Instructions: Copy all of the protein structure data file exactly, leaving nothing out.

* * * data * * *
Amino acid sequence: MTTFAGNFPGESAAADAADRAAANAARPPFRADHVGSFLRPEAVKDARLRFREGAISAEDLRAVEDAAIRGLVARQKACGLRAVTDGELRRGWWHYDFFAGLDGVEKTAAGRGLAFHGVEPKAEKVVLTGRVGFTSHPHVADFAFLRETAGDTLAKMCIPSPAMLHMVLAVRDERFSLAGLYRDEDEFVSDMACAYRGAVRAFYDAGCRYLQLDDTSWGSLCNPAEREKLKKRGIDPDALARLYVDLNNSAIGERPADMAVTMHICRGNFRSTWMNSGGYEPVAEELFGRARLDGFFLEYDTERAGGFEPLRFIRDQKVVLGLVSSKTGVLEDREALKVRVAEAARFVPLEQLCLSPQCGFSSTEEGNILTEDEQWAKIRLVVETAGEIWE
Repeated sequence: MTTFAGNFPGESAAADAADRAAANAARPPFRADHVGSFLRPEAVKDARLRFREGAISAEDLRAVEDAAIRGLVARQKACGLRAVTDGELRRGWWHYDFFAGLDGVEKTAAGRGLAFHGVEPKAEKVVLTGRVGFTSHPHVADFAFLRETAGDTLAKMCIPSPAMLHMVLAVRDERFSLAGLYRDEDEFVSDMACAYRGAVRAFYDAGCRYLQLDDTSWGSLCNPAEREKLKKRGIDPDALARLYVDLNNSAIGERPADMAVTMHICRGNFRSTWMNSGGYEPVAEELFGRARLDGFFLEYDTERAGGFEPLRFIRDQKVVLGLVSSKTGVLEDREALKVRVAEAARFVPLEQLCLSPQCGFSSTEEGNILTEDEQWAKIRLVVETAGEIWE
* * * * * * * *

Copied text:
Amino acid sequence: MTTFAGNFPGESAAADAADRAAANAARPPFRADHVGSFLRPEAVKDARLRFREGAISAEDLRAVEDAAIRGLVARQKACGLRAVTDGELRRGWWHYDFFAGLDGVEKTAAGRGLAFHGVEPKAEKVVLTGRVGFTSHPHVADFAFLRETAGDTLAKMCIPSPAMLHMVLAVRDERFSLAGLYRDEDEFVSDMACAYRGAVRAFYDAGCRYLQLDDTSWGSLCNPAEREKLKKRGIDPDALARLYVDLNNSAIGERPADMAVTMHICRGNFRSTWMNSGGYEPVAEELFGRARLDGFFLEYDTERAGGFEPLRFIRDQKVVLGLVSSKTGVLEDREALKVRVAEAARFVPLEQLCLSPQCGFSSTEEGNILTEDEQWAKIRLVVETAGEIWE
Repeated sequence: MTTFAGNFPGESAAADAADRAAANAARPPFRADHVGSFLRPEAVKDARLRFREGAISAEDLRAVEDAAIRGLVARQKACGLRAVTDGELRRGWWHYDFFAGLDGVEKTAAGRGLAFHGVEPKAEKVVLTGRVGFTSHPHVADFAFLRETAGDTLAKMCIPSPAMLHMVLAVRDERFSLAGLYRDEDEFVSDMACAYRGAVRAFYDAGCRYLQLDDTSWGSLCNPAEREKLKKRGIDPDALARLYVDLNNSAIGERPADMAVTMHICRGNFRSTWMNSGGYEPVAEELFGRARLDGFFLEYDTERAGGFEPLRFIRDQKVVLGLVSSKTGVLEDREALKVRVAEAARFVPLEQLCLSPQCGFSSTEEGNILTEDEQWAKIRLVVETAGEIWE